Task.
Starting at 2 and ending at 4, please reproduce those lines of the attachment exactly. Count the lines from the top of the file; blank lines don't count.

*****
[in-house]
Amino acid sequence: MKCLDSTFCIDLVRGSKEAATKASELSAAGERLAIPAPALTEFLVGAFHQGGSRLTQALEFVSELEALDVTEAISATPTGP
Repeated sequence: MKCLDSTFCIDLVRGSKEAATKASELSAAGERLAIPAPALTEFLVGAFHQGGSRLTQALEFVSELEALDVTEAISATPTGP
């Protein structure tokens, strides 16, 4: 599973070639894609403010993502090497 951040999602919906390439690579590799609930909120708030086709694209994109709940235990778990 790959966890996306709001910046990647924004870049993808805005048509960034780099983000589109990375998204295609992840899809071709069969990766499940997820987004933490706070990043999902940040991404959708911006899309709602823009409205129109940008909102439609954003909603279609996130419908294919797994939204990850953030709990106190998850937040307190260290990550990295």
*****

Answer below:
Amino acid sequence: MKCLDSTFCIDLVRGSKEAATKASELSAAGERLAIPAPALTEFLVGAFHQGGSRLTQALEFVSELEALDVTEAISATPTGP
Repeated sequence: MKCLDSTFCIDLVRGSKEAATKASELSAAGERLAIPAPALTEFLVGAFHQGGSRLTQALEFVSELEALDVTEAISATPTGP
């Protein structure tokens, strides 16, 4: 599973070639894609403010993502090497 951040999602919906390439690579590799609930909120708030086709694209994109709940235990778990 790959966890996306709001910046990647924004870049993808805005048509960034780099983000589109990375998204295609992840899809071709069969990766499940997820987004933490706070990043999902940040991404959708911006899309709602823009409205129109940008909102439609954003909603279609996130419908294919797994939204990850953030709990106190998850937040307190260290990550990295």